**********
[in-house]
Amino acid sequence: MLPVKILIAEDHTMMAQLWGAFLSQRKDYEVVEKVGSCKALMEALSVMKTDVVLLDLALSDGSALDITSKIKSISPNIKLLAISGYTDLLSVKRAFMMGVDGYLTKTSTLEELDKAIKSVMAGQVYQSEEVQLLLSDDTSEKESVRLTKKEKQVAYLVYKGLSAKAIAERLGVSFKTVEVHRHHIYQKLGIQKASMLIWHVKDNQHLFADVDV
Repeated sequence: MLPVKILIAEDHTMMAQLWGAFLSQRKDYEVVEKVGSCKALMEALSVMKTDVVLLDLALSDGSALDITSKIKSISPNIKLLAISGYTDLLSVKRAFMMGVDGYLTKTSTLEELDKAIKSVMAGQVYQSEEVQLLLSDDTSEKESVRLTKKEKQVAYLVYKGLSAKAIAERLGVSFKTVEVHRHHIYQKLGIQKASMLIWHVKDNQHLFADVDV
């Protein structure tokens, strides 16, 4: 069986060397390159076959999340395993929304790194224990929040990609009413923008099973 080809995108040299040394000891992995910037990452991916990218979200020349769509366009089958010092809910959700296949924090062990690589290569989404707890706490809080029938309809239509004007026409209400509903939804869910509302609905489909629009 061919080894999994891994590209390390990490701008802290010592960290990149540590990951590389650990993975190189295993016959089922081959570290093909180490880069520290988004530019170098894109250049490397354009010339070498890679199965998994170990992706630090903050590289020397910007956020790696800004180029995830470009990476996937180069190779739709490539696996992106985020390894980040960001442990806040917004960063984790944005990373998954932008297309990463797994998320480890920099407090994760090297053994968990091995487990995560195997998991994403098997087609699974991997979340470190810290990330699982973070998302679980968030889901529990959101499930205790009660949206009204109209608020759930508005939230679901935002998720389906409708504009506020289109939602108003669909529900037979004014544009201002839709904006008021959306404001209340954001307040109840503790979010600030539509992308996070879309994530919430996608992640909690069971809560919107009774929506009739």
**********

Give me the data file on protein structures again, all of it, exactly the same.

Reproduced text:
[in-house]
Amino acid sequence: MLPVKILIAEDHTMMAQLWGAFLSQRKDYEVVEKVGSCKALMEALSVMKTDVVLLDLALSDGSALDITSKIKSISPNIKLLAISGYTDLLSVKRAFMMGVDGYLTKTSTLEELDKAIKSVMAGQVYQSEEVQLLLSDDTSEKESVRLTKKEKQVAYLVYKGLSAKAIAERLGVSFKTVEVHRHHIYQKLGIQKASMLIWHVKDNQHLFADVDV
Repeated sequence: MLPVKILIAEDHTMMAQLWGAFLSQRKDYEVVEKVGSCKALMEALSVMKTDVVLLDLALSDGSALDITSKIKSISPNIKLLAISGYTDLLSVKRAFMMGVDGYLTKTSTLEELDKAIKSVMAGQVYQSEEVQLLLSDDTSEKESVRLTKKEKQVAYLVYKGLSAKAIAERLGVSFKTVEVHRHHIYQKLGIQKASMLIWHVKDNQHLFADVDV
């Protein structure tokens, strides 16, 4: 069986060397390159076959999340395993929304790194224990929040990609009413923008099973 080809995108040299040394000891992995910037990452991916990218979200020349769509366009089958010092809910959700296949924090062990690589290569989404707890706490809080029938309809239509004007026409209400509903939804869910509302609905489909629009 061919080894999994891994590209390390990490701008802290010592960290990149540590990951590389650990993975190189295993016959089922081959570290093909180490880069520290988004530019170098894109250049490397354009010339070498890679199965998994170990992706630090903050590289020397910007956020790696800004180029995830470009990476996937180069190779739709490539696996992106985020390894980040960001442990806040917004960063984790944005990373998954932008297309990463797994998320480890920099407090994760090297053994968990091995487990995560195997998991994403098997087609699974991997979340470190810290990330699982973070998302679980968030889901529990959101499930205790009660949206009204109209608020759930508005939230679901935002998720389906409708504009506020289109939602108003669909529900037979004014544009201002839709904006008021959306404001209340954001307040109840503790979010600030539509992308996070879309994530919430996608992640909690069971809560919107009774929506009739």